Fine Powdered Chalk on Deep Pile Thick Carpet

Fine powdered construction chalk used on cord to make lines on flat surfaces inadvertently got on my 4 year old deep-piled carpet. It's water-soluble... so it appears. However, in discovering what it is, I used water and now it's deeper down the pile... and may not be water soluble.
The spots started as two dark specs. I took a wet rag to one and it turned bright reg. That's when I realized what it was. Must have been on a cuff of my work pants as I passed in my stocking feet.
Any idea of how to get this put? I used a Green Machine but stopped short thinking I'd just make a liquid that would go all the way to the mat. Aside from a wet towel and careful rubbing (synthetic fiber tufts) I really don't know what else to do. Is there a solvent for that chalk?
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John Gregory wrote:

It seems you started with the wrong trick. I suggest waiting for it to totally dry and then use a vacuum with a beater bar and see if that does not work. It's going to be tough now that you got it deep in the carpet.
However ... I have not tried this under the conditions you noted. Wait a while before you try it and see if someone else has some advice they have tried.
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Joseph E. Meehan

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John Gregory wrote:

If it's chalk (Calcium Carbonate) is not soluble in water, but is soluble in carbonated water. Whatever coloring was used is another matter. If, for example, an organic dye was use, strong acids may dissolve it (i.e., fuming Nitric Acid - wear a Kerry-suit).
Calcium Carbonate does react with weak acids (i.e., vinegar) to produce elemental Calcium and gunk.
I assume you have some of the original chalk. Experiment.
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FYI, most nylon carpet is dyed in an acid solution. Because of this, I wouldn't use any acid in the presence of a dye. You're likely to A) strip some of the existing dye. or B) Cause the new dye (i.e. from the chalk) to attach to the fiber.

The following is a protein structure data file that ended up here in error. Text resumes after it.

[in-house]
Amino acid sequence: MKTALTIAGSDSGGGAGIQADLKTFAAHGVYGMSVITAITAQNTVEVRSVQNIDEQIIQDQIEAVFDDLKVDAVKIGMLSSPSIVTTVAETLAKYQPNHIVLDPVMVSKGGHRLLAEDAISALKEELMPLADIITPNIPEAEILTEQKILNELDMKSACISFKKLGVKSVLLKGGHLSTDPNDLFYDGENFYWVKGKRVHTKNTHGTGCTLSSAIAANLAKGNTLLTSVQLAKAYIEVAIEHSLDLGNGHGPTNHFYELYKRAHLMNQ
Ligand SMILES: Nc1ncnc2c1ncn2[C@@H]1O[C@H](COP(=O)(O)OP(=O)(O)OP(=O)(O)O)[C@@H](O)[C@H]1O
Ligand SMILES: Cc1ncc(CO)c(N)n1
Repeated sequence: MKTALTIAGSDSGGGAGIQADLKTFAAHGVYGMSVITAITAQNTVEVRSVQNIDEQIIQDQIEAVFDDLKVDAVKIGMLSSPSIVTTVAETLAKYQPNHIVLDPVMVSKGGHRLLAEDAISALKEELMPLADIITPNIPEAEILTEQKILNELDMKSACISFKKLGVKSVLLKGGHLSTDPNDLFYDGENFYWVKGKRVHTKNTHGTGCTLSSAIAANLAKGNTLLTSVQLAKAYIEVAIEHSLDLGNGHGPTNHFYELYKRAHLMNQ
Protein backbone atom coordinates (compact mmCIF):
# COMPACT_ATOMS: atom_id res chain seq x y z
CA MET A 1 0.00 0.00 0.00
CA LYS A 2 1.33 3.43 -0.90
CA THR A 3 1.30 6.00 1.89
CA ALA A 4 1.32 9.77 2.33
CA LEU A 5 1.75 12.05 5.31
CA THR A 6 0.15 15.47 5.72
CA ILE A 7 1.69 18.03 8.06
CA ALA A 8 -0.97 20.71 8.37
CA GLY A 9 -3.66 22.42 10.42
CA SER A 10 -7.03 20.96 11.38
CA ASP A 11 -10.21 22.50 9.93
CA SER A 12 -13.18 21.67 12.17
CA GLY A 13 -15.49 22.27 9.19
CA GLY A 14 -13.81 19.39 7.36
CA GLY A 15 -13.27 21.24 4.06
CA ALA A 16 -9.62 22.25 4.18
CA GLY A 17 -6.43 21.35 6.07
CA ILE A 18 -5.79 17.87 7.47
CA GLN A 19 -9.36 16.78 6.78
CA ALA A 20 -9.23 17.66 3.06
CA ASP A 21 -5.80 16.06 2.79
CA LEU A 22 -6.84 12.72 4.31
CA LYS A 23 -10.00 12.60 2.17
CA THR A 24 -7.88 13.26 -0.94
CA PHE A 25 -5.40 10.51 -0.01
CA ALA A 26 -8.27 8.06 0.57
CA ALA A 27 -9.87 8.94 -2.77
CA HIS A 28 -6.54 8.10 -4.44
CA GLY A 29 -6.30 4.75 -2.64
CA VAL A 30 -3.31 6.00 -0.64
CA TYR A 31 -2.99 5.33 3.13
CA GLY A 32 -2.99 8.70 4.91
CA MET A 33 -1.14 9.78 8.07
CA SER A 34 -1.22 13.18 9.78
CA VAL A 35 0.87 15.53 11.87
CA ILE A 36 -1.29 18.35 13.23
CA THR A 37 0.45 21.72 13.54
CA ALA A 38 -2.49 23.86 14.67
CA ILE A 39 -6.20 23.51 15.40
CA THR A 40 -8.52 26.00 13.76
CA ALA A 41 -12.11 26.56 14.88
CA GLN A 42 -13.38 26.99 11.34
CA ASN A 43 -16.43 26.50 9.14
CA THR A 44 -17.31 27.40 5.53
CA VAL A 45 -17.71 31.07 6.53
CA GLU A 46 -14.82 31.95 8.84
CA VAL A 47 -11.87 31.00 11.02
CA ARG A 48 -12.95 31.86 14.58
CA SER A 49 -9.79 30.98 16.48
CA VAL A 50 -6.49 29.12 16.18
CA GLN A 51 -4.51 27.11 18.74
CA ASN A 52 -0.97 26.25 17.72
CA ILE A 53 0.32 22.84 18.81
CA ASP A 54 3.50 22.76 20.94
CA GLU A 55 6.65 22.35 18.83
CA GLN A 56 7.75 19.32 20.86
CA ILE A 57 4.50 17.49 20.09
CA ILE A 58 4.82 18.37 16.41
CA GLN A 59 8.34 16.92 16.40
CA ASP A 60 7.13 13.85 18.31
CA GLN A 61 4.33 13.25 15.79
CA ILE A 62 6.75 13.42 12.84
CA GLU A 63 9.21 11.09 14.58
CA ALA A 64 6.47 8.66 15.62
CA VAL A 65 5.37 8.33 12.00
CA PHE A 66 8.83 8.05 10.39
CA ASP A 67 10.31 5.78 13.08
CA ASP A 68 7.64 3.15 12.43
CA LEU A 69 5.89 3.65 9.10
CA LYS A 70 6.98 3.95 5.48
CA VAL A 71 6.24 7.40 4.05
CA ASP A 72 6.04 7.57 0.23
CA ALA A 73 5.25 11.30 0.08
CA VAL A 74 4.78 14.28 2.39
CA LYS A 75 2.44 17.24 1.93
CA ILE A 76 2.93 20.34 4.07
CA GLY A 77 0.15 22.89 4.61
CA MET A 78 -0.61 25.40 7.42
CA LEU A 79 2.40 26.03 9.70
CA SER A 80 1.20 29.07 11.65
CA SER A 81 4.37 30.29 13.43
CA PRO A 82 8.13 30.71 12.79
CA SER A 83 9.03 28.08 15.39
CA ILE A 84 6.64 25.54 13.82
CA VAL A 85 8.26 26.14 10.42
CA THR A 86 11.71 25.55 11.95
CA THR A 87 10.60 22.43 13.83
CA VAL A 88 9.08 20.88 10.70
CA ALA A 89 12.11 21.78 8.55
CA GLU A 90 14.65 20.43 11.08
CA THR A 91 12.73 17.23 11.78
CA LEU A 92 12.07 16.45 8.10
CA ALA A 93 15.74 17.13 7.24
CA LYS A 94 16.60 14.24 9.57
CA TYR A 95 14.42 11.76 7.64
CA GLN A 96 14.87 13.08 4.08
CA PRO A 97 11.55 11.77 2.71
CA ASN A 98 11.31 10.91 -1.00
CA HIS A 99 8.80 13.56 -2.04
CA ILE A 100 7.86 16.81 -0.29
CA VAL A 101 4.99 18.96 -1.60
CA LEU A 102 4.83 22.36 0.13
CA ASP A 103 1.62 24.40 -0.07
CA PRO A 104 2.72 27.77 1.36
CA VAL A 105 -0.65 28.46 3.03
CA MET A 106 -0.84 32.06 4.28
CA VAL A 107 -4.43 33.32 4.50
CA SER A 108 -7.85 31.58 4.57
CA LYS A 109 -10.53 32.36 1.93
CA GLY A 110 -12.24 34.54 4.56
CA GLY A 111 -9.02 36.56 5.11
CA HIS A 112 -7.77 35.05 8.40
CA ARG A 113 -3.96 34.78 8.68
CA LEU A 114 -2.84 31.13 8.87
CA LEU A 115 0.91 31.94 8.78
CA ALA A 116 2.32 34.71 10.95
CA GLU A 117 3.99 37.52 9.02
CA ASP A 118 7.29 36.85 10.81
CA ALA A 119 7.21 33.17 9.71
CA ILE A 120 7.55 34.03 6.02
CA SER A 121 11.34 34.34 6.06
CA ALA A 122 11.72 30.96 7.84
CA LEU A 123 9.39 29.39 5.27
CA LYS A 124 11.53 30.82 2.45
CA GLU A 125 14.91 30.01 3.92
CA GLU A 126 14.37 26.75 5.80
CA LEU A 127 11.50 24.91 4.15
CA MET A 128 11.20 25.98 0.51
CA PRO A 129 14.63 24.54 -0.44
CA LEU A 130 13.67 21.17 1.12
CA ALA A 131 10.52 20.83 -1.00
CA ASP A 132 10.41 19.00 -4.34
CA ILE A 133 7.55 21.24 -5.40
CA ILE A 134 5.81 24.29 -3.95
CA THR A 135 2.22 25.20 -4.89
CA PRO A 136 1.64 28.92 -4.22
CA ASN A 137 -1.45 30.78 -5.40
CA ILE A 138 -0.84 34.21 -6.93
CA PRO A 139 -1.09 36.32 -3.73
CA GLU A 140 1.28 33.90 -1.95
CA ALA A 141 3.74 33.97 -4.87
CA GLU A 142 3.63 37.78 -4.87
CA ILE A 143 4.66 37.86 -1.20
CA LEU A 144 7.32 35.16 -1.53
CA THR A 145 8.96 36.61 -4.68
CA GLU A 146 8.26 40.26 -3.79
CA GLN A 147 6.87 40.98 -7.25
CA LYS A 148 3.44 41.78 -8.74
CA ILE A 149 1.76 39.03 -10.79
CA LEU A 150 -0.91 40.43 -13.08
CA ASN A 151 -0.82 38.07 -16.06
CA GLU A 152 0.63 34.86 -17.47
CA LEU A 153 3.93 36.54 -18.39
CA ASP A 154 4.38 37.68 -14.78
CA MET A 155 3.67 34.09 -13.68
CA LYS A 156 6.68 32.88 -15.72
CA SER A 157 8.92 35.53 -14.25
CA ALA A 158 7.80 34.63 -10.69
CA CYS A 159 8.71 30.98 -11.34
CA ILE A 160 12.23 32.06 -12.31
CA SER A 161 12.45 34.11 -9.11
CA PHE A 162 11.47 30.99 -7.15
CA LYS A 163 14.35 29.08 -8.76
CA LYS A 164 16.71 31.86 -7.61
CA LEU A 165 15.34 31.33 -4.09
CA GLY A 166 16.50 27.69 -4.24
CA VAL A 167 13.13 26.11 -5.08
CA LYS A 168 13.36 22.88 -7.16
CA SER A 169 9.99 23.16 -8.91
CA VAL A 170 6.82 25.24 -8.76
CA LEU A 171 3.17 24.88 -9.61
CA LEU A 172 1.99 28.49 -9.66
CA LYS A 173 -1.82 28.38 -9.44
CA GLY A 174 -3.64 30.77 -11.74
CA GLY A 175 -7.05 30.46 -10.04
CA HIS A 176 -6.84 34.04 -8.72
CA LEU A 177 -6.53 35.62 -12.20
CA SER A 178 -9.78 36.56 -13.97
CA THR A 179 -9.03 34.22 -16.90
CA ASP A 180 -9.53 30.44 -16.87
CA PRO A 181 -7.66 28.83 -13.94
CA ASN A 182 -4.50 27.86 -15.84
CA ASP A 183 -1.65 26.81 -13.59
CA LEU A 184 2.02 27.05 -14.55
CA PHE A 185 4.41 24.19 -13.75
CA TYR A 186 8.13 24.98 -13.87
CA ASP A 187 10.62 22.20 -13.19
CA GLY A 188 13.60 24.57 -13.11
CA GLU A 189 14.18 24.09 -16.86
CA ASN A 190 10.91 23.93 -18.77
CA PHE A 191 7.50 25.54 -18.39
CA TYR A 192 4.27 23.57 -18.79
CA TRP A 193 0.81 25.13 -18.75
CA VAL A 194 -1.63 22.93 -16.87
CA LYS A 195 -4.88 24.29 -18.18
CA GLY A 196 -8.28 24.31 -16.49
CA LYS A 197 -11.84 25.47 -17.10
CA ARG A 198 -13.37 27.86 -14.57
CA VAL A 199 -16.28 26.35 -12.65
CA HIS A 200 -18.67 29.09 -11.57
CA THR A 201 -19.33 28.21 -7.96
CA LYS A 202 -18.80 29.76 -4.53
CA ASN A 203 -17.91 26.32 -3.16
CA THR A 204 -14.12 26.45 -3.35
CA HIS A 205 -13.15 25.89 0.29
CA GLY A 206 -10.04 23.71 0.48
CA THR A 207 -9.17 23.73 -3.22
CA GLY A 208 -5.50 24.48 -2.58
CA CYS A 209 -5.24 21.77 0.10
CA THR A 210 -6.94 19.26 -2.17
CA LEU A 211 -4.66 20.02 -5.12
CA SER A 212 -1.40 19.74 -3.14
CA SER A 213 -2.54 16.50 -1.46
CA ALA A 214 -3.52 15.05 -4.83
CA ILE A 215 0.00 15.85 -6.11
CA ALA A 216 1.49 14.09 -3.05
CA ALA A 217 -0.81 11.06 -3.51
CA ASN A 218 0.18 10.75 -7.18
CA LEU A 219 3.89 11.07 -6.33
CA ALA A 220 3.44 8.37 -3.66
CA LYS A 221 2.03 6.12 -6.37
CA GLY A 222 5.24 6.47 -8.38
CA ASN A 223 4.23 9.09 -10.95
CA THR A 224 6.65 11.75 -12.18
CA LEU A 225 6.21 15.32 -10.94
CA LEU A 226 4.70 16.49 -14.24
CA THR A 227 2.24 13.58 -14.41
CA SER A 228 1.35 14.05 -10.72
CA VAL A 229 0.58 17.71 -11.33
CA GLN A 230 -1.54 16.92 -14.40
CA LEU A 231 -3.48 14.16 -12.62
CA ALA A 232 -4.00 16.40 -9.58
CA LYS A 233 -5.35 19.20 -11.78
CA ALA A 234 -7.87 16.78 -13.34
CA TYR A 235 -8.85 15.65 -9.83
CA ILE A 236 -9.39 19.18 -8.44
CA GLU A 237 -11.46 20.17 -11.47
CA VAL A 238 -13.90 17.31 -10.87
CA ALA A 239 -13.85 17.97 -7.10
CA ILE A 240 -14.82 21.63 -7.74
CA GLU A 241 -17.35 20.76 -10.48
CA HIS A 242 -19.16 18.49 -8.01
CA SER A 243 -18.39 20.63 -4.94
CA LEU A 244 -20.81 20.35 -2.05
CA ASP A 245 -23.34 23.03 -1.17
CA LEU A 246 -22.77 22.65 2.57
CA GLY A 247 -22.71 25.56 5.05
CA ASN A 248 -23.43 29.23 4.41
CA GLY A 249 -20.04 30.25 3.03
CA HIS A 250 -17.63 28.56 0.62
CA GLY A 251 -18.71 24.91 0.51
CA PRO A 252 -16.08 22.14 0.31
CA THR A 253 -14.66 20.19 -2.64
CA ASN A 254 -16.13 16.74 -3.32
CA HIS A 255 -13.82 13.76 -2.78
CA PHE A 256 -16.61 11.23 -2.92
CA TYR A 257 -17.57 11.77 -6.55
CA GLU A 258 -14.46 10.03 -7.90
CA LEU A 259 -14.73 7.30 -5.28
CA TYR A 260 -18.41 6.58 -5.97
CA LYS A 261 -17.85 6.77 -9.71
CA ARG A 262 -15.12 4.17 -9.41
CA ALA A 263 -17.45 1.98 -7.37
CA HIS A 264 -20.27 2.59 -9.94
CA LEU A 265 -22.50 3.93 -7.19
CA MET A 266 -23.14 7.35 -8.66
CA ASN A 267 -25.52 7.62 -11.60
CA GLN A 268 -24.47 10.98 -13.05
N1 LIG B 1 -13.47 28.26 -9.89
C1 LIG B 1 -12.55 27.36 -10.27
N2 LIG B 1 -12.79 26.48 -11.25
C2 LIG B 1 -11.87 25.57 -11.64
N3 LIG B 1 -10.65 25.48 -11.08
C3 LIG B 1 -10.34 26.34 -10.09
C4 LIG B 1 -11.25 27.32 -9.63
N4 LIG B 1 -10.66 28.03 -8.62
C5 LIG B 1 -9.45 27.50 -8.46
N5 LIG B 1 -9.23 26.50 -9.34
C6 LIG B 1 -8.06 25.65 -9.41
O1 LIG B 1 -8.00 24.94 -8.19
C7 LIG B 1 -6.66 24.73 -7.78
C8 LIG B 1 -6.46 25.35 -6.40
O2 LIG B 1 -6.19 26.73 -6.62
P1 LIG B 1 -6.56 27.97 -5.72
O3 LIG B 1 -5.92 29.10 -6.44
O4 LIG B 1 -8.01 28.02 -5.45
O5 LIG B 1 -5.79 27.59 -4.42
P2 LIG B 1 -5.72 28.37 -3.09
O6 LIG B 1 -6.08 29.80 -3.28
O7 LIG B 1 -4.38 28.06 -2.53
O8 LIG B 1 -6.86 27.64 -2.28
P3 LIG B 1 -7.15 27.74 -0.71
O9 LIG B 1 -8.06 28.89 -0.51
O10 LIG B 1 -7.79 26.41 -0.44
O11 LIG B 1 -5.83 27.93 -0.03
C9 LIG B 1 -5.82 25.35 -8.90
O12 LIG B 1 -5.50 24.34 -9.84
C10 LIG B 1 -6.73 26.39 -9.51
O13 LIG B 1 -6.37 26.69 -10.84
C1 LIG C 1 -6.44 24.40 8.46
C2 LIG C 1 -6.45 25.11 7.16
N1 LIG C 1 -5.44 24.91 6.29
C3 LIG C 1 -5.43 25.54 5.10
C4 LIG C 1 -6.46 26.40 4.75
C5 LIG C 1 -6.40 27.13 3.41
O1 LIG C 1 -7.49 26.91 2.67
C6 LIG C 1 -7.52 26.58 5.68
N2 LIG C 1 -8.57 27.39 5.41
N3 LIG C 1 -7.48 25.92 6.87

The acid thing is why kool-aid stains are tough to get out of carpet. In the carpet manufacturing business, the industry standard for stain resistance used to be to heat cherry Kool-Aid to some ridculous temperature and immerse a swatch of carpet, followed by immediate rinsing in cool water. An excellent way to turn beige carpet pink!

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@hotmail.com says...

At this point I suggest you call in a good pro to first remove the stains, then clean the entire carpet to match the clean spot.
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MAG wrote:

Not bad advice.
BTW I did find out something interesting while in one of their offices one day. Their primary cleaner/stain remover was Ivory Snow. Yep, the stuff from the grocery store. Some may use other products, but this company did not send their trucks out with anything else. They found they had a lot less problems with damaged carpet and it worked.
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Woolite makes a new carpet spot cleaner in a blue bottle that is worth a shot. TOp rated by Consumer Reports and gets out all kinds of old stains in my 8 year old carpet that other spotters did not handle.
says...

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